By Michelle Lange
TechGirlz has helped thousands of girls get interested in technology — 10,000 to be exact, a milestone the organization celebrated in last Saturday by holding 10 TechShopz events across the country.
Middle school girls in Philadelphia, Denver, Raleigh and Oak Ridge, Tennessee, Durham, N.C., Chicago and New Orleans simultaneously learned about technology through different TechShopz in a Box. They learned how to make animated bracelets with micro:bit, tried out animation and graphics using Python, gave it a go with Scratch and a tiny computer called a Raspberry Pi and learned how to program with Kodu.
In Chicago’s Uptown neighborhood, Trisha Rogers led a class on HTML and CSS coding at McCutcheon Elementary. With the help of some adult volunteers, she taught the girls how to write out their text, embed images and change up the colors on their own websites.
“Think of HTML like a sandwich. The first line is the pickle on top of the sandwich, opening and closing tags, like two slices of bread, condiments are the middle,” Rogers said. “The body is like the filling.”
None of the girls had tried coding before, and within a few hours they were all developing their own websites. In a room surrounded with inspirational quotes from student activist Malala Yousafzai, YouTube’s Susan Wojcicki and tech exec Sheryl Sandberg, the girls in 6th, 7th and 8th grade used hypertext markup language and learned the difference between head tags, paragraph tags and div tags.
“I was surprised to see how much they could learn in just three hours, and they were excited because they could build their own websites with their own ideas and their own pictures,” said Rogers.
As they learned about files, browsers, applications and USB drives, the girls’ growing confidence was clear.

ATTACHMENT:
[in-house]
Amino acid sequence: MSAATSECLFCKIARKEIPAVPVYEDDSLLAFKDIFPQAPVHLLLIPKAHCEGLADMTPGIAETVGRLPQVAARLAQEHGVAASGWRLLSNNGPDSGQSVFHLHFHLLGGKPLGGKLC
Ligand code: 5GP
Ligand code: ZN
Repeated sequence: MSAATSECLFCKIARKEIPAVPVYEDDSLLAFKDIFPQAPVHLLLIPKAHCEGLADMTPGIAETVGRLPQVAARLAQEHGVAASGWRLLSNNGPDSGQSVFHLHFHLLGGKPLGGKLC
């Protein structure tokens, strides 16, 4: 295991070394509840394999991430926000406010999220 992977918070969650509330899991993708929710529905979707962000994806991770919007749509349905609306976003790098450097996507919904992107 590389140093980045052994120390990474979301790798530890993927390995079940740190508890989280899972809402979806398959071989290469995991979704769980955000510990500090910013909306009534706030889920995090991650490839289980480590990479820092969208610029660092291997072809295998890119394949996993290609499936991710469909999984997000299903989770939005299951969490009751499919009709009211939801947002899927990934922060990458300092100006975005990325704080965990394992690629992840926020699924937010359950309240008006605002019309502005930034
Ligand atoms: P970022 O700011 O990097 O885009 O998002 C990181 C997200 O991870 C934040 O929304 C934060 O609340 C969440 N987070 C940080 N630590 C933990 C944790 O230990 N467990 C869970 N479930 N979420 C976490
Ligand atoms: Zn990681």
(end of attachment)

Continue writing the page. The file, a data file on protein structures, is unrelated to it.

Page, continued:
“It worked! It actually did,” said 6th grader Kendall Sumlar, after learning how to add images to her anime themed website. “I didn’t think it was going to work, but it did!”
By the end of class, she was so confident she was helping her friend Akemi Davenport add images to her web page.
Across town at Studio Xfinity, another dozen girls learned how to use pictures to tell a story. Girls learned about using pictures to make a point. During their workshop, they learned practical knowledge, like how to display data in a graphical way, where to find royalty free images, and how to use infographics to be persuasive.
The girls spent a half hour researching their chosen topics, like pizza, hamsters and games, and another making graphics in a drag-and-drop program. Once the work was over, they wrapped the day making cute presentations of their informational designs.
At a TechShopz event hosted by CompTIA at its headquarters in Downers Grove, a suburb of Chicago, the girls explored the parts that make computers work and how the pieces fit together. The girls played around with the colorful inner workings of computers, learned the language around the parts and figured out how the pieces work together.
At all of the TechShopz events, a livestream played throughout the day, flashing to each group to show their progress. Mid-session, everyone took a break to do a live Google Hangout, where TechGirlz awarded prizes and let each group do a mini presentation of their activities.
“I’m ecstatic about how much they learned and it’s amazing how they just taught each other,” Rogers said.
Technology teacher Gerard Kovach agreed — and he sees these girls most days during the FUSE lab he runs at McCutcheon, and hopes to bring more TechGirlz events back to his classroom.
“It’s amazing how fast they’re picking up these technology challenges,” Kovach said. The school’s FUSE lab is up and running thanks to a grant from CompTIA and Creating IT Futures, and is filled with 3D printers, dozens of computers and lots of opportunity to explore technology, science, engineering, math and art projects.
“They’re learning 3D printing, making whistles, jewelry – did you see Frances’s earrings?” he said, referring to 7th grade student Frances Canino, who was rocking a pair of earrings that read “FC” — a design she’d made during a FUSE challenge and printed out on the FUSE lab’s 3D printer.
Programs like FUSE and TechGirlz are focused on getting middle school girls interested in technology before they voluntarily opt out, which has been the trend in the past. The approachable, hands-on sessions are available for free from TechGirlz, and can be led by anyone with experience in computers.
“You can all become great web developers and programmers,” Rogers told the class. “This is a great first start.”
To bring a TechShopz in a Box program to your school or girls’ group, email Joan Matz at Creating IT Futures.
—Michelle Lange is a writer and designer living in Chicago.